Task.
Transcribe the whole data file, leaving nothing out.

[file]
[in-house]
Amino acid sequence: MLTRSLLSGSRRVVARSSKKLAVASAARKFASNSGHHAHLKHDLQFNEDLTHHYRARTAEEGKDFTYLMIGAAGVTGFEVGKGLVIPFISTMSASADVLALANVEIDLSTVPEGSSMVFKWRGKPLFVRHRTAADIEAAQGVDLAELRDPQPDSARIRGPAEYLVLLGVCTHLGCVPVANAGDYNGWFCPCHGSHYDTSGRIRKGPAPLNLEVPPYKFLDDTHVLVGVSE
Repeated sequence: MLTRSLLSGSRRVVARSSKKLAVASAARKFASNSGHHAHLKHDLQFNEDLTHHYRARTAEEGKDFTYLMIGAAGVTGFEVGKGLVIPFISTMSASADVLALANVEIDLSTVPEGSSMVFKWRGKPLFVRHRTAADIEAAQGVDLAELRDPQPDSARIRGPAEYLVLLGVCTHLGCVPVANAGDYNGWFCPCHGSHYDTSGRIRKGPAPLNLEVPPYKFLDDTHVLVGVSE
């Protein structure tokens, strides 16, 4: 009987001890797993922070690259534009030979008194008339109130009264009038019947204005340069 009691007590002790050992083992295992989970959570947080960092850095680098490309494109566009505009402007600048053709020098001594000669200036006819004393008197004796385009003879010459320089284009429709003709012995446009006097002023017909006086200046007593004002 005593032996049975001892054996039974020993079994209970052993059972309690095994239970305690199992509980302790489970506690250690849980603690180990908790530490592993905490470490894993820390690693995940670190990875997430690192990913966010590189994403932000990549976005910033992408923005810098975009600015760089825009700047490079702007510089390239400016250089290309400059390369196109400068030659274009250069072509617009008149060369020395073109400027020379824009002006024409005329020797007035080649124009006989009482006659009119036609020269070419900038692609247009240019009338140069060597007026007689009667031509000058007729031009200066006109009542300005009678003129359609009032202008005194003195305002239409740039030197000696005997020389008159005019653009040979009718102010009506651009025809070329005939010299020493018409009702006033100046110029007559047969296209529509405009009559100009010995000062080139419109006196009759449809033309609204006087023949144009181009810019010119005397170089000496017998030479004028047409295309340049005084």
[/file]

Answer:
[in-house]
Amino acid sequence: MLTRSLLSGSRRVVARSSKKLAVASAARKFASNSGHHAHLKHDLQFNEDLTHHYRARTAEEGKDFTYLMIGAAGVTGFEVGKGLVIPFISTMSASADVLALANVEIDLSTVPEGSSMVFKWRGKPLFVRHRTAADIEAAQGVDLAELRDPQPDSARIRGPAEYLVLLGVCTHLGCVPVANAGDYNGWFCPCHGSHYDTSGRIRKGPAPLNLEVPPYKFLDDTHVLVGVSE
Repeated sequence: MLTRSLLSGSRRVVARSSKKLAVASAARKFASNSGHHAHLKHDLQFNEDLTHHYRARTAEEGKDFTYLMIGAAGVTGFEVGKGLVIPFISTMSASADVLALANVEIDLSTVPEGSSMVFKWRGKPLFVRHRTAADIEAAQGVDLAELRDPQPDSARIRGPAEYLVLLGVCTHLGCVPVANAGDYNGWFCPCHGSHYDTSGRIRKGPAPLNLEVPPYKFLDDTHVLVGVSE
């Protein structure tokens, strides 16, 4: 009987001890797993922070690259534009030979008194008339109130009264009038019947204005340069 009691007590002790050992083992295992989970959570947080960092850095680098490309494109566009505009402007600048053709020098001594000669200036006819004393008197004796385009003879010459320089284009429709003709012995446009006097002023017909006086200046007593004002 005593032996049975001892054996039974020993079994209970052993059972309690095994239970305690199992509980302790489970506690250690849980603690180990908790530490592993905490470490894993820390690693995940670190990875997430690192990913966010590189994403932000990549976005910033992408923005810098975009600015760089825009700047490079702007510089390239400016250089290309400059390369196109400068030659274009250069072509617009008149060369020395073109400027020379824009002006024409005329020797007035080649124009006989009482006659009119036609020269070419900038692609247009240019009338140069060597007026007689009667031509000058007729031009200066006109009542300005009678003129359609009032202008005194003195305002239409740039030197000696005997020389008159005019653009040979009718102010009506651009025809070329005939010299020493018409009702006033100046110029007559047969296209529509405009009559100009010995000062080139419109006196009759449809033309609204006087023949144009181009810019010119005397170089000496017998030479004028047409295309340049005084």